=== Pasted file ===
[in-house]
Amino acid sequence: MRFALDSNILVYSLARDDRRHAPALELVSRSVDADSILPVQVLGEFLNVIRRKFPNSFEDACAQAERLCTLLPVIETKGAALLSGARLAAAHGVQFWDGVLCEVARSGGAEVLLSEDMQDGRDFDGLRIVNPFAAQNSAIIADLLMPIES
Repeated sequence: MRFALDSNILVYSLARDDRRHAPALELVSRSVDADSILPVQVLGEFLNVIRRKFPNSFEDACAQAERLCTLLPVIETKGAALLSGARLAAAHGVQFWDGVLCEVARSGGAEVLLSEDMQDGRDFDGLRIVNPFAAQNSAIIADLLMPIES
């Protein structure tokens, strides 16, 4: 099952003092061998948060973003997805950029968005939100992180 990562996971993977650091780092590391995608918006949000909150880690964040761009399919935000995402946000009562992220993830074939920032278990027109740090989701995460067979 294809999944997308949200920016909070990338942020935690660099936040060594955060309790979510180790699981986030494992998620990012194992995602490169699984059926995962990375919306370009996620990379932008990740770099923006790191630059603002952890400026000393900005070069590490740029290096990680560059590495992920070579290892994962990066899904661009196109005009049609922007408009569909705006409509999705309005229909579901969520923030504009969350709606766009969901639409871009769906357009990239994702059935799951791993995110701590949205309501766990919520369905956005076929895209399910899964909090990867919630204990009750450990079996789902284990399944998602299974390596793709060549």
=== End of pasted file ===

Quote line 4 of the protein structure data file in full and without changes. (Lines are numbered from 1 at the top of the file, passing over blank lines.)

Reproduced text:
């Protein structure tokens, strides 16, 4: 099952003092061998948060973003997805950029968005939100992180 990562996971993977650091780092590391995608918006949000909150880690964040761009399919935000995402946000009562992220993830074939920032278990027109740090989701995460067979 294809999944997308949200920016909070990338942020935690660099936040060594955060309790979510180790699981986030494992998620990012194992995602490169699984059926995962990375919306370009996620990379932008990740770099923006790191630059603002952890400026000393900005070069590490740029290096990680560059590495992920070579290892994962990066899904661009196109005009049609922007408009569909705006409509999705309005229909579901969520923030504009969350709606766009969901639409871009769906357009990239994702059935799951791993995110701590949205309501766990919520369905956005076929895209399910899964909090990867919630204990009750450990079996789902284990399944998602299974390596793709060549």